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Online teaching at ITC

Face-to-face teaching and hands-on laboratory and studio sessions have been suspended since the end of the Chinese New Year holiday on 3 February 2020 in response to the challenge of addressing the COVID-19 pandemic. ITC senior management has closely monitored the situation, devised prevention and control measures, as well as coordinated and facilitated online teaching resources with various parties in their efforts to help students continue with their learning. Nearly 60 online classes were smoothly conducted via MS Teams in the past five weeks. Subject lecturers, and local and overseas students interacted with each other in an online environment.

(from left): Dr Tracy Mok (Associate Head of ITC), Dr Desmond Chau, Eric Wong, Prof. Jintu Fan (Head of ITC) and Prof. Jason Choi (Chairman of Departmental Learning and Teaching Committee) inspire subject lecturers with innovative online teaching methods.


The lecturers share some of their thoughts.


Fashion Visual Merchandising - Dr Eunsoo Baek, Assistant Professor

Running a class without the physical presence of more than 80 students was challenging at first, but I find that there are always positive sides of a new attempt. Advanced technologies allow us to communicate in digital settings almost without constraints and sometimes better with the digital natives like our students.

For the tutorial sessions that include lots of hands-on activities, I’ve transformed them into online activities. The most useful toolkit is an online survey platform that can contain diverse formats of contents such as images and videos and different types of questions ranging from multiple choice to open-ended essays.

Online tutorial worksheet

Promoting group discussion was the most tricky part but soon solved by selecting a facilitator for each group. To encourage and manage the participation of students in their group activities, they had to submit the name list of the “attended” group members in the worksheet. 

“I feel students respond more actively in this digital setting than a physical classroom, probably because they are born to be digital natives.” Dr Baek said.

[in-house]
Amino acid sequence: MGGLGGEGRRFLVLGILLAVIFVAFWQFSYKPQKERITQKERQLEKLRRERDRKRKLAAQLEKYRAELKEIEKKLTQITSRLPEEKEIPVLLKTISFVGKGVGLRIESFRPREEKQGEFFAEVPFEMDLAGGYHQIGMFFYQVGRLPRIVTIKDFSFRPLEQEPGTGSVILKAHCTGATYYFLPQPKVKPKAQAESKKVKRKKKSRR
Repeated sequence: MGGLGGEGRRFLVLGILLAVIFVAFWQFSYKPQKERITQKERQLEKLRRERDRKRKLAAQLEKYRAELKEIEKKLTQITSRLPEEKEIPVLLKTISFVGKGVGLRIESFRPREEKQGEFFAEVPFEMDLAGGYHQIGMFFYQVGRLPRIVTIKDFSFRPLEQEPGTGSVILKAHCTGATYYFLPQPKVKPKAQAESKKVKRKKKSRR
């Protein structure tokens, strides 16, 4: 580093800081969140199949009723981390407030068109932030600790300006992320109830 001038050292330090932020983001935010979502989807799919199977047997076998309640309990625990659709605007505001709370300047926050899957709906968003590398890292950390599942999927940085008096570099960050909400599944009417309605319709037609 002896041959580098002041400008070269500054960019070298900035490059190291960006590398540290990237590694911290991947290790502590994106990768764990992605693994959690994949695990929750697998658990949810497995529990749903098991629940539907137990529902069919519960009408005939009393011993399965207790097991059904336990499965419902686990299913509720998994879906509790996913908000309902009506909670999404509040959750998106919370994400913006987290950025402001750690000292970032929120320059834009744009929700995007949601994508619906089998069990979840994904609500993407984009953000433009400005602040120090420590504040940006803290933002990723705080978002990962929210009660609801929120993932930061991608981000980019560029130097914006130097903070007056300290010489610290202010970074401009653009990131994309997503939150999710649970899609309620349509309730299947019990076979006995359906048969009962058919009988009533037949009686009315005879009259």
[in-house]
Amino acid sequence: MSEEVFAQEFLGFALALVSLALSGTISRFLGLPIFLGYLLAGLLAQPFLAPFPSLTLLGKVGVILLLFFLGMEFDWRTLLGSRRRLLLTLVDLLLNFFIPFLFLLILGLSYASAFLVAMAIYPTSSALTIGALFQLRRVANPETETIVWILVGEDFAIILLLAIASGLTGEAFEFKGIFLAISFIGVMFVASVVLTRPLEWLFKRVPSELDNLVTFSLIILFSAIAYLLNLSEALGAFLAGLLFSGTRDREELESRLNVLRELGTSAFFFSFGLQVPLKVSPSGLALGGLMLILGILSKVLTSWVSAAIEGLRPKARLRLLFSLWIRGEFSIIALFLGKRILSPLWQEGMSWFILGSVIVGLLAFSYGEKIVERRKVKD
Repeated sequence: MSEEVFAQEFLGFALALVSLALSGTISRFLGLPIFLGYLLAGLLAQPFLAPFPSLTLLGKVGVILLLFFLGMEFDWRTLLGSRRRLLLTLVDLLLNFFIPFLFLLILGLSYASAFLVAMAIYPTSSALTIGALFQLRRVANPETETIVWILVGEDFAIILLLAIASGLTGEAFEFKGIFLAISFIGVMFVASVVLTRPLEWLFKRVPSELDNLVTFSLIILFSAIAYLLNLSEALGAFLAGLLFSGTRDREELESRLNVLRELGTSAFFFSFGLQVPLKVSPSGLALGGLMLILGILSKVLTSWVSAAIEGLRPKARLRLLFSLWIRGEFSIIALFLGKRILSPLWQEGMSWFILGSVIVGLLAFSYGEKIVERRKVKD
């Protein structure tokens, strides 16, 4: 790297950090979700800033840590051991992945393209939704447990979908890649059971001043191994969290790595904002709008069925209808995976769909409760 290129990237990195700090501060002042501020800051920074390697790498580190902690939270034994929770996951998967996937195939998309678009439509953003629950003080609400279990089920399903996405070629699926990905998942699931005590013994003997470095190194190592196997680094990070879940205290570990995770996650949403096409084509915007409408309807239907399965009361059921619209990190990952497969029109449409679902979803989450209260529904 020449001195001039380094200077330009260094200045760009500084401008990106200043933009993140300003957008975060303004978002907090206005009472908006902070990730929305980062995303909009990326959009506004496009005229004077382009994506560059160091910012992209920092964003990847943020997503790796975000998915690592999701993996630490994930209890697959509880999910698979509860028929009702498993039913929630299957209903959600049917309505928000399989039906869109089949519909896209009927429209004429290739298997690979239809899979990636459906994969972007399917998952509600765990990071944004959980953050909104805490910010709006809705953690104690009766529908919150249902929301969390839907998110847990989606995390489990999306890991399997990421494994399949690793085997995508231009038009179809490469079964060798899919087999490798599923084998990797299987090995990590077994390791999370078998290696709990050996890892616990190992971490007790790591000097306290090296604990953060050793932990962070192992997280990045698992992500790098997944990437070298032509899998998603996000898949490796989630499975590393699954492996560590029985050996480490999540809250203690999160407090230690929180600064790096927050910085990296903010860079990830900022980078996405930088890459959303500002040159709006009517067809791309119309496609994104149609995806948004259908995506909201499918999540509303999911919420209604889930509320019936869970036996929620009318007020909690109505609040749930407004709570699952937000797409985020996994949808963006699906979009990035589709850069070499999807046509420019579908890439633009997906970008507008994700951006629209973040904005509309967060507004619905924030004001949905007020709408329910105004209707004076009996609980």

Fashion Design and Knitwear Design - Dr Joe Au and Dr C.P. Ho

To carry out the online teaching of design subjects, we modified the teaching format and delivered the theory-based materials first. We also encouraged students to participate and maintained interaction by asking related questions through online ‘chat’. A Q & A session was scheduled near the end of the lecture and students were able to easily review the teaching materials. In general, the design students were quite positive about the online teaching arrangement for the essential theory-based materials found in fashion and textile design practices.

Colouration and Finishing for Knitwear - Dr Nuruzzaman Noor, Research Assistant Professor

As we transitioned into the use of digital technologies to reproduce the lecture experience, the excellent infrastructure and technical support at PolyU has helped my students and I stay connected and engaged, so as to maintain student learning outcomes. Successful distance-learning has required self-discipline, organisation of easy access to course materials and most importantly, the support and active involvement of students. My experiences show online instruction as a streamlined lecture delivery method that allows interaction with students in a fluid, interactive manner. This includes the use of online tests, crossword puzzles, modular lecture sections, live chats with students, etc. Whilst the online lecture delivery method is unlikely to make physical, in-class lectures obsolete any time soon, the value of incorporating digital technologies and remote learning principles has been an extremely valuable, if unexpected, experience that will likely play a larger role in all aspects of my teaching in the future.